A dog’s sense of smell can be 100,000 times better than a human’s
Ellena Swift explores the value of different breeds’ scenting ability and how to ensure you get the most from your dog’s nose
As most of you will know, our dogs’ sense of smell is the most powerful sense they have. Scientists report that a dog’s nose is anything from 10,000 to 100,000 times more acute than a human’s. For every one smell receptor a human has, a dog has at least 50. While all dogs have a more acute sense of smell, not all dogs are created equal. Some breeds are renowned for having excellent senses of smell while others not so much.
The brachycephalic breeds — those with flattened faces such as pugs — have been found to have much less sensitive noses. The breed with the most impressive nose is, unsurprisingly, the bloodhound, with approximately 300 million scent receptors. The labrador retriever, German shepherd and various other breeds follow closely behind. But it is not just the breed but also the age of the dog that can affect their scenting ability. As a dog gets older, researchers have found their sense of smell slowly decreases. (Read more on dogs losing their sense of smell.)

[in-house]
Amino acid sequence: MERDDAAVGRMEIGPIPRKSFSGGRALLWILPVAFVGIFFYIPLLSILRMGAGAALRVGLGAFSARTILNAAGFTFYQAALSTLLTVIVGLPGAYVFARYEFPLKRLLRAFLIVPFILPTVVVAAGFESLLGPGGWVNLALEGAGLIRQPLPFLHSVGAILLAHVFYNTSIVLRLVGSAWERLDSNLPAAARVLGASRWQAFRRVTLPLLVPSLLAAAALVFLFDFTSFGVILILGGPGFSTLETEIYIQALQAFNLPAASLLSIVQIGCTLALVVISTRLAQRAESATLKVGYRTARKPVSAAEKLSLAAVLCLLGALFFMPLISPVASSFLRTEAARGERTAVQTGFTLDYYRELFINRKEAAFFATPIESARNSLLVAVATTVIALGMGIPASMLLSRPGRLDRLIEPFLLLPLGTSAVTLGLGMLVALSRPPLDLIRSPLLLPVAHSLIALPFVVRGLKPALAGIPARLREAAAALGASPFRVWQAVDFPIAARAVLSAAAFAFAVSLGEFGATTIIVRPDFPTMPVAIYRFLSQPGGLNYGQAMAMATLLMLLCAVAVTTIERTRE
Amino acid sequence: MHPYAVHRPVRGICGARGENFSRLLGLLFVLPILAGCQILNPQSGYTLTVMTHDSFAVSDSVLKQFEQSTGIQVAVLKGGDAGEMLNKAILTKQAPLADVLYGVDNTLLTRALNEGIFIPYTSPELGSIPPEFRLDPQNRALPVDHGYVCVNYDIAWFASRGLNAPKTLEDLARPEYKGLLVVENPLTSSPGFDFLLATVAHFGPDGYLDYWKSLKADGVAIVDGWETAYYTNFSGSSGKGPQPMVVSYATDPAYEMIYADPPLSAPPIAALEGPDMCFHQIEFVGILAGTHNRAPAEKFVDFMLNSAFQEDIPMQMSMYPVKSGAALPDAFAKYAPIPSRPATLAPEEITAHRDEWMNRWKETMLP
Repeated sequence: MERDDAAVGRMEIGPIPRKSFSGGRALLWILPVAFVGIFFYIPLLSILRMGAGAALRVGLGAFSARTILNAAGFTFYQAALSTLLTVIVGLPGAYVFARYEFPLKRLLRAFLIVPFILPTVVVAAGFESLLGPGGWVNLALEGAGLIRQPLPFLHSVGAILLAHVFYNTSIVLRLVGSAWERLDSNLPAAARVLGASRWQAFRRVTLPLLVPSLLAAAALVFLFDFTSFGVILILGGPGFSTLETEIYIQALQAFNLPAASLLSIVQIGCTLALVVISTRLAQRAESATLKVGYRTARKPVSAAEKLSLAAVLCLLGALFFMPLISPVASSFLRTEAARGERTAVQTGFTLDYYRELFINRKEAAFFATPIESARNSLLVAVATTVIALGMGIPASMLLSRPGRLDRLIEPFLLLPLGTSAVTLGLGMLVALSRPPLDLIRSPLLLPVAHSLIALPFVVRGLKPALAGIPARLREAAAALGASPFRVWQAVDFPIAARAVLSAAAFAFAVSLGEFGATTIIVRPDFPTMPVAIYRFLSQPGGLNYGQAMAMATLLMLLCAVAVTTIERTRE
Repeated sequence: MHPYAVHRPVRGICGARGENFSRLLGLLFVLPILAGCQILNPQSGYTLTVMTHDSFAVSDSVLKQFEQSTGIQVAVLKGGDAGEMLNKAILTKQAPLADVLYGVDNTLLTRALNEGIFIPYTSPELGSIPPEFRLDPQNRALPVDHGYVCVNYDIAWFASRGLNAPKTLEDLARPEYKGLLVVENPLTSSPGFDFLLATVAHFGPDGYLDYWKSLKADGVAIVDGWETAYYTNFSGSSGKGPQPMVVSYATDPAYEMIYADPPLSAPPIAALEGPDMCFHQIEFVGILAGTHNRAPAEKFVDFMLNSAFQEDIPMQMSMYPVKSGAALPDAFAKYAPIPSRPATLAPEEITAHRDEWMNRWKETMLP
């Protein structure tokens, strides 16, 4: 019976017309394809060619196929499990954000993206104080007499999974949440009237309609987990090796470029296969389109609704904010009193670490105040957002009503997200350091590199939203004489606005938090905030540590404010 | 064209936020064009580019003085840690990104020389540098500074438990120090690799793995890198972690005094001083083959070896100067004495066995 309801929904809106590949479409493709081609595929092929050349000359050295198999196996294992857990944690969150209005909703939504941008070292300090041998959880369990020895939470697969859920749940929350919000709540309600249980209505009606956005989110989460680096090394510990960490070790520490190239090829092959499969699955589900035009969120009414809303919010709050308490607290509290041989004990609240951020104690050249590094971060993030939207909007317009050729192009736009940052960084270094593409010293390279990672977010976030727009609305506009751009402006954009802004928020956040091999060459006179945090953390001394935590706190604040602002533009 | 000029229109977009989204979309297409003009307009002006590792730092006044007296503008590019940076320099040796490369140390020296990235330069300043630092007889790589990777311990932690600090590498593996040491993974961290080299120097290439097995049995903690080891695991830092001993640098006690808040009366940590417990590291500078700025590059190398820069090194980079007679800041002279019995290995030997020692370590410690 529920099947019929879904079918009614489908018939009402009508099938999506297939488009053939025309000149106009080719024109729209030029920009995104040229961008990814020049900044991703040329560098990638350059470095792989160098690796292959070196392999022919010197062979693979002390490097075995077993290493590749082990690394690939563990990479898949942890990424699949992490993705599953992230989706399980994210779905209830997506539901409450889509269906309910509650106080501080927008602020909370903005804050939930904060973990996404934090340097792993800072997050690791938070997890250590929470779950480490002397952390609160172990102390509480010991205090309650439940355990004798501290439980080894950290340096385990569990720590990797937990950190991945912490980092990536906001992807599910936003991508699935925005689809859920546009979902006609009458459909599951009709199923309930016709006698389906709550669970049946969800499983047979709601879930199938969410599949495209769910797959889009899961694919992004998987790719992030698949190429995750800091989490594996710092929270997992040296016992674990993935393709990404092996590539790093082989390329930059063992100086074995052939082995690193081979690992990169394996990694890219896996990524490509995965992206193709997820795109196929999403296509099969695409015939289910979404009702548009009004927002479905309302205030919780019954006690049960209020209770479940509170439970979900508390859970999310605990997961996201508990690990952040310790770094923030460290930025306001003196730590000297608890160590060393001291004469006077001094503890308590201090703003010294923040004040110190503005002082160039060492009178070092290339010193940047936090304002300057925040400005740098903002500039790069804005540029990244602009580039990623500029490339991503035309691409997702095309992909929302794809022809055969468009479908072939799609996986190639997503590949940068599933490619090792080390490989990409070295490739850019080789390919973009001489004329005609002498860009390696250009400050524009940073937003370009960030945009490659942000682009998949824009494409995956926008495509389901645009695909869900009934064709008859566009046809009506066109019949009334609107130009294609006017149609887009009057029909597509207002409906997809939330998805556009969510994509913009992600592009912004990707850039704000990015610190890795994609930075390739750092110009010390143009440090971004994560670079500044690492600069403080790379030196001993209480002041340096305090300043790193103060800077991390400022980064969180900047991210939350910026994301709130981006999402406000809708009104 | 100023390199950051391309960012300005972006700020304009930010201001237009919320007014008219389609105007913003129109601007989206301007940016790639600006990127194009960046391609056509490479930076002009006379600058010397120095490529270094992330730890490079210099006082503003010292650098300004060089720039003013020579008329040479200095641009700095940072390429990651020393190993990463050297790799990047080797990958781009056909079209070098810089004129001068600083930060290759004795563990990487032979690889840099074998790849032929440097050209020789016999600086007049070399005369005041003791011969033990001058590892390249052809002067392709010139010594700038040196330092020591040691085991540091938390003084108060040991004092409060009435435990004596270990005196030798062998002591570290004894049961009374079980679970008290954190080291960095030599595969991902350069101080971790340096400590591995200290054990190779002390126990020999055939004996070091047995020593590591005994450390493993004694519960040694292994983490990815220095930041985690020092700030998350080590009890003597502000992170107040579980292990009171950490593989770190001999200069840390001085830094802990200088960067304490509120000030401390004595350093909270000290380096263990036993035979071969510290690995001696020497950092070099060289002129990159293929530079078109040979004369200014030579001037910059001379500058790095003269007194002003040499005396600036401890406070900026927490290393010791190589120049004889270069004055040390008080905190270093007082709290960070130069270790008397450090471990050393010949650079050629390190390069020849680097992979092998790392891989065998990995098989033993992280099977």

One truly amazing ability the dog has is a phenomenon called ‘sniffing lateralisation’. It allows a dog to sniff separately with each nostril, depending on the scents detected. Food and threats, for example, trigger different responses; this is all linked to processing pathways in the brain.
Obviously it is easy to see that breed is important if we want a talented dog with a fantastic nose. However, the ability within a breed can vary massively. Some dogs seem to have the ability to smell anything from a mile off, whereas others can stand over the item they are looking for and still be none the wiser. But why the huge variation? I have worked with dogs of varying abilities. Within our gundog breeds you have the different scenting methods of ground and air scenters. Golden retrievers, for example, are air scenters and so work differently to a labrador retriever. There are certainly pros and cons to both methods.